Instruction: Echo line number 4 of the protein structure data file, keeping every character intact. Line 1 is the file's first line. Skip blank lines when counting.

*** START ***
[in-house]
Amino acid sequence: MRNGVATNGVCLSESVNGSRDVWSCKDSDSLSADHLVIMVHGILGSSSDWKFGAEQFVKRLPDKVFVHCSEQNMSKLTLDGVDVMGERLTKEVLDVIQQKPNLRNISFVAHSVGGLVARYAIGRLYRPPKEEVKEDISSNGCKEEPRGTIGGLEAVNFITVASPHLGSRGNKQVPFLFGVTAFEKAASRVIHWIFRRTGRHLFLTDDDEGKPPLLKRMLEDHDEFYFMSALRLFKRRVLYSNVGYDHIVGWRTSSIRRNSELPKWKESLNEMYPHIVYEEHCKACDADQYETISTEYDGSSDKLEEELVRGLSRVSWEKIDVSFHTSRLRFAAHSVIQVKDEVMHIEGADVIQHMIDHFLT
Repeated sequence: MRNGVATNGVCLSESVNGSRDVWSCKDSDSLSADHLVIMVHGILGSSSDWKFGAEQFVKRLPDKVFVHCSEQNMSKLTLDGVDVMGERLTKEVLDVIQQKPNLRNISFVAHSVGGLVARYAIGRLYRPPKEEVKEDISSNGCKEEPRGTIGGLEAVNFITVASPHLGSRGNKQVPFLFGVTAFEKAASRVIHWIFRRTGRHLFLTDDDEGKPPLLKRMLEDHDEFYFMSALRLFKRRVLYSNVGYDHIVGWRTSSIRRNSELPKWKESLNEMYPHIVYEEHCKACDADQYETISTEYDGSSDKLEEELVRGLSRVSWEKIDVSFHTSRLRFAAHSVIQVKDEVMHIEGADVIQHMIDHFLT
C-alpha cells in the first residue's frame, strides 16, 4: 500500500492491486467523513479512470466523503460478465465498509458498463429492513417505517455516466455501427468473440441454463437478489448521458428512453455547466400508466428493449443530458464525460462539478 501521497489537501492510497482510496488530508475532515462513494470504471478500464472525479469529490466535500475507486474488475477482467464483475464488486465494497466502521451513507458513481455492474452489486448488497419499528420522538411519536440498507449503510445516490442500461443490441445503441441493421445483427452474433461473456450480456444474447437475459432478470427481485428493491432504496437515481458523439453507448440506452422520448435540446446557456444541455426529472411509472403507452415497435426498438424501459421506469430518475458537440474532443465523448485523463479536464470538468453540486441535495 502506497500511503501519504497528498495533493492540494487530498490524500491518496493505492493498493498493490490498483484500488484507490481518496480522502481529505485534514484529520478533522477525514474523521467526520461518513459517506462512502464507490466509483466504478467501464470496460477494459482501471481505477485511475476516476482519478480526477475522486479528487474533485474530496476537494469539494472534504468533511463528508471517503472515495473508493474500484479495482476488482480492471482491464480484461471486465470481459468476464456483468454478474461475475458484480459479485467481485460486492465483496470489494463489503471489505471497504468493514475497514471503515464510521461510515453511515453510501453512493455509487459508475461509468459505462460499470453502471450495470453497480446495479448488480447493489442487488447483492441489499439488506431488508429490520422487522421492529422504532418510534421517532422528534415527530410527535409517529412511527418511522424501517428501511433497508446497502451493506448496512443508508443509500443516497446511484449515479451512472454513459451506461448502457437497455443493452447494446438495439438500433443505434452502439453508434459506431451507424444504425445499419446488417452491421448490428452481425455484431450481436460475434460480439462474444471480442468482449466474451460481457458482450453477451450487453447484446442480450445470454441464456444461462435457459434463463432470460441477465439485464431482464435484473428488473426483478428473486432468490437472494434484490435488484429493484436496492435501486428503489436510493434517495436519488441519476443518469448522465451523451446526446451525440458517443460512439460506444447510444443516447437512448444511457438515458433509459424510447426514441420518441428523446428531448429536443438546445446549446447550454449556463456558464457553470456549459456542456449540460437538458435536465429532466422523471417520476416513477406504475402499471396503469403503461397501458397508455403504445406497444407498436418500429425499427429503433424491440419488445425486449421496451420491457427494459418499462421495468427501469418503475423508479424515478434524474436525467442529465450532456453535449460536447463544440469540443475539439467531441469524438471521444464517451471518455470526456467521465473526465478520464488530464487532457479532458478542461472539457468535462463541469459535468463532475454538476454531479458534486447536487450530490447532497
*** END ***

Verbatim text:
C-alpha cells in the first residue's frame, strides 16, 4: 500500500492491486467523513479512470466523503460478465465498509458498463429492513417505517455516466455501427468473440441454463437478489448521458428512453455547466400508466428493449443530458464525460462539478 501521497489537501492510497482510496488530508475532515462513494470504471478500464472525479469529490466535500475507486474488475477482467464483475464488486465494497466502521451513507458513481455492474452489486448488497419499528420522538411519536440498507449503510445516490442500461443490441445503441441493421445483427452474433461473456450480456444474447437475459432478470427481485428493491432504496437515481458523439453507448440506452422520448435540446446557456444541455426529472411509472403507452415497435426498438424501459421506469430518475458537440474532443465523448485523463479536464470538468453540486441535495 502506497500511503501519504497528498495533493492540494487530498490524500491518496493505492493498493498493490490498483484500488484507490481518496480522502481529505485534514484529520478533522477525514474523521467526520461518513459517506462512502464507490466509483466504478467501464470496460477494459482501471481505477485511475476516476482519478480526477475522486479528487474533485474530496476537494469539494472534504468533511463528508471517503472515495473508493474500484479495482476488482480492471482491464480484461471486465470481459468476464456483468454478474461475475458484480459479485467481485460486492465483496470489494463489503471489505471497504468493514475497514471503515464510521461510515453511515453510501453512493455509487459508475461509468459505462460499470453502471450495470453497480446495479448488480447493489442487488447483492441489499439488506431488508429490520422487522421492529422504532418510534421517532422528534415527530410527535409517529412511527418511522424501517428501511433497508446497502451493506448496512443508508443509500443516497446511484449515479451512472454513459451506461448502457437497455443493452447494446438495439438500433443505434452502439453508434459506431451507424444504425445499419446488417452491421448490428452481425455484431450481436460475434460480439462474444471480442468482449466474451460481457458482450453477451450487453447484446442480450445470454441464456444461462435457459434463463432470460441477465439485464431482464435484473428488473426483478428473486432468490437472494434484490435488484429493484436496492435501486428503489436510493434517495436519488441519476443518469448522465451523451446526446451525440458517443460512439460506444447510444443516447437512448444511457438515458433509459424510447426514441420518441428523446428531448429536443438546445446549446447550454449556463456558464457553470456549459456542456449540460437538458435536465429532466422523471417520476416513477406504475402499471396503469403503461397501458397508455403504445406497444407498436418500429425499427429503433424491440419488445425486449421496451420491457427494459418499462421495468427501469418503475423508479424515478434524474436525467442529465450532456453535449460536447463544440469540443475539439467531441469524438471521444464517451471518455470526456467521465473526465478520464488530464487532457479532458478542461472539457468535462463541469459535468463532475454538476454531479458534486447536487450530490447532497